Background: Functional gastrointestinal disorders (FGID) are the commonest conditions observed in gastrointestinal (GI) practice, yet the outcomes of their outpatient care are not known.
Aim: To evaluate the outcome for patients with FGID attending a specialist GI clinic.
Methods: Consecutive, newly referred patients with a FGID attending a specialist GI clinic in a tertiary hospital, over a 1-year period were reviewed and then completed a phone survey to assess current symptoms.
Results: Of 102 patients, 57% had irritable bowel syndrome, 28% functional dyspepsia and 15% other functional disorders. At interview, a median of 402 days after the last consultation 38% expressed symptom improvement, but 64% remained concerned about their condition despite 62% having been reassured. After treatment, 50% of employed patients took time off work because of gut symptoms. Functional dyspepsia patients were less likely to be symptomatically improved than other FGID (21% vs 45%, P = 0.02). Patients given a diet low in fermentable oligosaccharides, disaccharides, monosaccharides and polyols were more likely than others to achieve symptom improvement (53% vs 31%, P = 0.03); PPI-treated patients were less likely to experience improvement (22% vs 44%, P = 0.05); other treatments did not predict outcome. Number of visits, seniority of clinician, duration of care and comorbidities did not predict outcome.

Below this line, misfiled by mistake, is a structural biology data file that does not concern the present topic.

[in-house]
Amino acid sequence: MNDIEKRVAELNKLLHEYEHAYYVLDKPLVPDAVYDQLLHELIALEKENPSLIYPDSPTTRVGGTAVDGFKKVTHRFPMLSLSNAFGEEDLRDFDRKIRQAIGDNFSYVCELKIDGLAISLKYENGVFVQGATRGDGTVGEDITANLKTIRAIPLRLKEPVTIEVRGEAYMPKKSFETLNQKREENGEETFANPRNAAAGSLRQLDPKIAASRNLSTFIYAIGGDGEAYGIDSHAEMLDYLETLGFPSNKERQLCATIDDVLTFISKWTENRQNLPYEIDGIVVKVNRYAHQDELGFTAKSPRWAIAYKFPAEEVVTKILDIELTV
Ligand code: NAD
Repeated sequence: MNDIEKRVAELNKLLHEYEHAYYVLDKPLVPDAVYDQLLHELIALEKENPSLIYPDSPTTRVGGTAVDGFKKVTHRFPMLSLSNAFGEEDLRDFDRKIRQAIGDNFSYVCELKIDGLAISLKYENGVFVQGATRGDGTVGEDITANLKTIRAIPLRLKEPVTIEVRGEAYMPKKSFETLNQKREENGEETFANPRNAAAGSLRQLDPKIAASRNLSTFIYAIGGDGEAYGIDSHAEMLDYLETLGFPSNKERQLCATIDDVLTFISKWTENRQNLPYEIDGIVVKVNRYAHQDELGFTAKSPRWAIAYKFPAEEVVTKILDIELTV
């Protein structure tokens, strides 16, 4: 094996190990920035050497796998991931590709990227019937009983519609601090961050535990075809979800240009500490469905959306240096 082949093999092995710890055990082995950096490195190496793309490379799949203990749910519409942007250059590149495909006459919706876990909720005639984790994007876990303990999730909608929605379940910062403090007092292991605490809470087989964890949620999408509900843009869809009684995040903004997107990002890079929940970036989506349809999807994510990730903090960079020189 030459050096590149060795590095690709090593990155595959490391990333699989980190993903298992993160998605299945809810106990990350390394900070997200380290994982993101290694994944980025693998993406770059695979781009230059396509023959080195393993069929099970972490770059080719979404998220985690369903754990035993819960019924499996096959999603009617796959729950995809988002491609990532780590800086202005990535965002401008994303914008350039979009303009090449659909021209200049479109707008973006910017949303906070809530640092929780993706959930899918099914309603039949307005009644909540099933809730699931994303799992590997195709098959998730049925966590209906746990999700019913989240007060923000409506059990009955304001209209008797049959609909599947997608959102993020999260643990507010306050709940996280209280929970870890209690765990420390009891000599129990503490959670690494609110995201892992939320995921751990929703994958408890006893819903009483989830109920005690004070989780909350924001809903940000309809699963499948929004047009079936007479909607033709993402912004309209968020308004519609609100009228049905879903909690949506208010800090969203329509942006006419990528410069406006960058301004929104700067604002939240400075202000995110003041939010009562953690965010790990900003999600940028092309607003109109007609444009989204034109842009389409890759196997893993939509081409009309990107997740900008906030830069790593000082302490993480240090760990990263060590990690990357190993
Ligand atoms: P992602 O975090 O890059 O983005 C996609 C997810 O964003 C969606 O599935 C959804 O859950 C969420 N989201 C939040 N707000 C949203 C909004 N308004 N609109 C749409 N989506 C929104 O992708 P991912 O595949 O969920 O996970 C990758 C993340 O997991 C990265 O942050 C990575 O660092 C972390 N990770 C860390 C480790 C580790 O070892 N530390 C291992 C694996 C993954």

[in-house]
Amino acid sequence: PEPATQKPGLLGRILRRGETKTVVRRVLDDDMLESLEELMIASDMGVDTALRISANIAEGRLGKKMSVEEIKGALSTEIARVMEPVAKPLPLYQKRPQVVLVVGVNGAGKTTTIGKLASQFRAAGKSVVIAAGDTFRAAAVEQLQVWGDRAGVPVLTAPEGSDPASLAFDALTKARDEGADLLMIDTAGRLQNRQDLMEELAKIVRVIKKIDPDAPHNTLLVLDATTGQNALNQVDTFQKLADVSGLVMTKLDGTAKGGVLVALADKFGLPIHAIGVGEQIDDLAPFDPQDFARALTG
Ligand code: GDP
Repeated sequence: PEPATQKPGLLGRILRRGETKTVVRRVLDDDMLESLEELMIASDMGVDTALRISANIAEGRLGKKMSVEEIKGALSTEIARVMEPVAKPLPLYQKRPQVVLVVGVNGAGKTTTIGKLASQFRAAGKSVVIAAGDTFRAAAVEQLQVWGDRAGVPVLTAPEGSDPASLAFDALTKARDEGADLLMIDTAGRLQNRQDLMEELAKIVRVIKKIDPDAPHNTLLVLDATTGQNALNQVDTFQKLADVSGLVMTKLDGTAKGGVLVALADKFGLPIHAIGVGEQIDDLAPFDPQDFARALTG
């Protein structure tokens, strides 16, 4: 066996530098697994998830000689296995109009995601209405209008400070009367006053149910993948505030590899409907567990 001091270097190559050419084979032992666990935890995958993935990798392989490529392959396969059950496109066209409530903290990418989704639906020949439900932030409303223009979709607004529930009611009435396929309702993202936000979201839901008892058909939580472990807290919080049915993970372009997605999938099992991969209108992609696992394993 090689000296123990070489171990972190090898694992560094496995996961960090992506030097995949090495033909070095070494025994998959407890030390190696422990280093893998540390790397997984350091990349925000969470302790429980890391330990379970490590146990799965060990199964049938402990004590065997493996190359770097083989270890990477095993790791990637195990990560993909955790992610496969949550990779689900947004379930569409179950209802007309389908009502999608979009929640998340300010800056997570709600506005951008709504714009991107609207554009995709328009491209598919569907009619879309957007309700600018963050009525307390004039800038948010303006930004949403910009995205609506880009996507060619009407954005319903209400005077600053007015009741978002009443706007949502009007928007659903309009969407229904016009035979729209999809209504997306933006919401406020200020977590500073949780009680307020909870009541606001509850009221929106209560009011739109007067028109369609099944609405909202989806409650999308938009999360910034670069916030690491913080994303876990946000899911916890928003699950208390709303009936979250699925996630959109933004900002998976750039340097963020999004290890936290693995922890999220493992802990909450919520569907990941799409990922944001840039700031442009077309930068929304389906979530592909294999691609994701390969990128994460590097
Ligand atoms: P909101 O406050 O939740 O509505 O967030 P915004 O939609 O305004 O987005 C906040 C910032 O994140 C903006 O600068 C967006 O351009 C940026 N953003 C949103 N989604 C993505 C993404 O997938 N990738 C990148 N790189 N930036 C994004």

Conclusion: One year after attending a specialist GI clinic a minority of patients with FGID were symptomatically improved. Failure to benefit by many patients may relate to the nature of patients and conditions being treated or the limited nature and range of treatments offered. Different models of care, including more diverse multidisciplinary models, should be explored.
Keywords: functional gastrointestinal disorder; hospital outpatient clinic; irritable bowel syndrome.
© 2018 Royal Australasian College of Physicians.